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Hot on the heels of sweeping reforms to the MLM landscape and talks of banning the industry altogether in India, news broke yesterday that Amway India’s CEO William Scott Pinckney has been arrested on charges of “financial irregularities”.

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Pinckney (right) was arrested by police officers from Meppadi police station in the Indian state of Kerala, along with Amway India Directors Sanjay Malhotra and Anshu Budhraja.

The trio are expected to be presented in court today, being formally charged under India’s Prize Chits and Money Circulation Act (1972), following an investigation into a First Information (FIR) report filed back in 2011.

A top official of Economic Affairs Wing (EOW), Kerala, who was part of the operation that led to the arrests, said:

“With the call of easy money, they have been luring people to invest.

The new members in turn had to get more people and this was leading to illegal money circulation. We had received several complaints against the company.”

Since then, a number of other FIRs have been registered against the compny, including one filed just last year by a distributor named Vishalakshi:

Assistant Sub-Inspector of Police N K Jaganivasan told Mirror that the distributor, Vishalakshi, alleged that she was forced to purchase Amway products worth Rs 1 lakh.

Vishalakshi also alleged that she was made to invest Rs 1 lakh in Am-Sure, the insurance arm of Amway, but she lost the money. Following the complaint, crime branch took over the case.

As the trio appeared before the police with anticipatory bail obtained from the Kerala High Court, they were released. However, Waynad police arrested them in connection with four similar complaints.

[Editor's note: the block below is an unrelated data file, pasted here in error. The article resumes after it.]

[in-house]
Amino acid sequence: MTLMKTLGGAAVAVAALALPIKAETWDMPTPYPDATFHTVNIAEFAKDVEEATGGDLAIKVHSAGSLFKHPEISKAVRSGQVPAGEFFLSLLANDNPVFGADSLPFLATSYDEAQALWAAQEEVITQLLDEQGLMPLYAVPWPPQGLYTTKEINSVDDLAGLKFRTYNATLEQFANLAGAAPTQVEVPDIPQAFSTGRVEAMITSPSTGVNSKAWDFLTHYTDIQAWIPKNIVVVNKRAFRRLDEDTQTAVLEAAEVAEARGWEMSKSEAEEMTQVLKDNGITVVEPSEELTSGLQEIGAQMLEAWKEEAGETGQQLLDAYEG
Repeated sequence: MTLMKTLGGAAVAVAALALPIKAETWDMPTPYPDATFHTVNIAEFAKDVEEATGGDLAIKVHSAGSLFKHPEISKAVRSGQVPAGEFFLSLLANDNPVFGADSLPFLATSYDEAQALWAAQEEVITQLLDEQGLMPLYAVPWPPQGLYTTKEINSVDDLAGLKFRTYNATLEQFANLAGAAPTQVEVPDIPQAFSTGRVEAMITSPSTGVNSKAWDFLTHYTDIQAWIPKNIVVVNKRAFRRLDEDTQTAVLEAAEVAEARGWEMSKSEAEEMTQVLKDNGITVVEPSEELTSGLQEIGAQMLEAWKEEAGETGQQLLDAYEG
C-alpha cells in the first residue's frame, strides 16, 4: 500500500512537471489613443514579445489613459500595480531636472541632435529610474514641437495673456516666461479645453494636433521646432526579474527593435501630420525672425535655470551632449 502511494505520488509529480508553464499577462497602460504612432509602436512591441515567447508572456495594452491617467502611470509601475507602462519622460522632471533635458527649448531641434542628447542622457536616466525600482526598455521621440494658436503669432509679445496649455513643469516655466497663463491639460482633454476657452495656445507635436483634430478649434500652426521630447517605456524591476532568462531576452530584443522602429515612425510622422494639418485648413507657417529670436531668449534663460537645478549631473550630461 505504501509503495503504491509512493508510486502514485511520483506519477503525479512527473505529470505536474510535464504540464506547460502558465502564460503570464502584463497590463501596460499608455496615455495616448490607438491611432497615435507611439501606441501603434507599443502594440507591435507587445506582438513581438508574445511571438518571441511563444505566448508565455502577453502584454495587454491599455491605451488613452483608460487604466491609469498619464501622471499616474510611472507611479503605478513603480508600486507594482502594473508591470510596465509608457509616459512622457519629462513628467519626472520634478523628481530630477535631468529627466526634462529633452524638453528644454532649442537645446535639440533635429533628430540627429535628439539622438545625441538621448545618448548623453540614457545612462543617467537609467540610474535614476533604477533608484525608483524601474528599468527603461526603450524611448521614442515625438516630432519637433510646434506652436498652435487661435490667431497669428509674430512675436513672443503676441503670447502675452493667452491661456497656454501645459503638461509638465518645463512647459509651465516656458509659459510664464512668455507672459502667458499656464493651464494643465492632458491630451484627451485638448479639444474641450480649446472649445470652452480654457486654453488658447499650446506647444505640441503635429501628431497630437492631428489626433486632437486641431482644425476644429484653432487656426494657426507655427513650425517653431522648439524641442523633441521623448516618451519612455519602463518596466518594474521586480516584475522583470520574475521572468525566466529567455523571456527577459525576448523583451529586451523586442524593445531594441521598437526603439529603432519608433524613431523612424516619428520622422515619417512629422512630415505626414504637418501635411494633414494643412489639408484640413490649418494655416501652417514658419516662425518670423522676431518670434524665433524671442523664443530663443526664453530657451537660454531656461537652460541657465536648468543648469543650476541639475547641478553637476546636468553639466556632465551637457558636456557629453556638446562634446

During their investigation following the 2012 Vishalakshi FIR,

police found that goods were being sold at overpriced rates. A product worth Rs37 was being sold to consumers at Rs395.

Four complaints plus Vishalakshi puts the total number of known FIRs filed against Amway at five.

The EOW had also conducted raids at Amway’s godown in Kozhikode, Thrissur and Kannur and seized goods worth Rs2.14 crore last year.

Shortly after Pinckney was arrested, Amyway put out its own statement:

A company spokesperson said the trio were “taken into custody by the Wayanad police, Kerala, for another case filed in 2011.

We would like to clarify that with respect to (the) case, the company or its officials were not issued any summons to join the investigation, nor was any information sought by the police.

The company management would have cooperated with respect to the 2011 matter as well, as we always have, as law- abiding corporate citizens.”

Through their involvement in India’s Direct Selling Association, Amway India, the largest operating MLM company in the country, have been pushing for explicit clarification and guidelines for legitimate MLM companies to follow.

As it stands now there’s nothing official for MLM companies to follow or cite in their efforts to differentiate themselves from the plague of scams that have popped up under the MLM banner over the past few years.

As reported last week, things took somewhat of a drastic turn with reports that the Indian government were looking to just ban MLM completely.

The status of those talks and the MLM ban proposal is not currently clear, but I imagine is still being debated and discussed within the Department of Consumer Affairs, the Department of Financial Services and the Indian parliament.

I don’t have a formal review of Amway up on BehindMLM but as I understand it revenues are generated via the sale of Amway’s extensive product lines.

Looking at that inflated price figure quoted above and allegations of investment by affiliates, it appears that a culture of affiliate recruitment and “investment” in products might have become the primary revenue generator for the Amway India, rather than sales to retail customers.

Otherwise I’m not really seeing what the Indian police might have taken objection to, or why former distributors would be lodging FIRs against the company.

If that’s the case well, Amway deserve to be treated no different to any other affiliate-funded scheme operating in India.

Looking at the bigger picture if any of the charges stick, the arrest of the CEO and top Director’s of what is widely seen as a heralding example of a “legitimate” MLM company, probably isn’t going to help the Indian MLM industry’s cause.

If anything it’ll probably guarantee the industry is banned outright with any company using an MLM business model deemed illegal.

Stay tuned…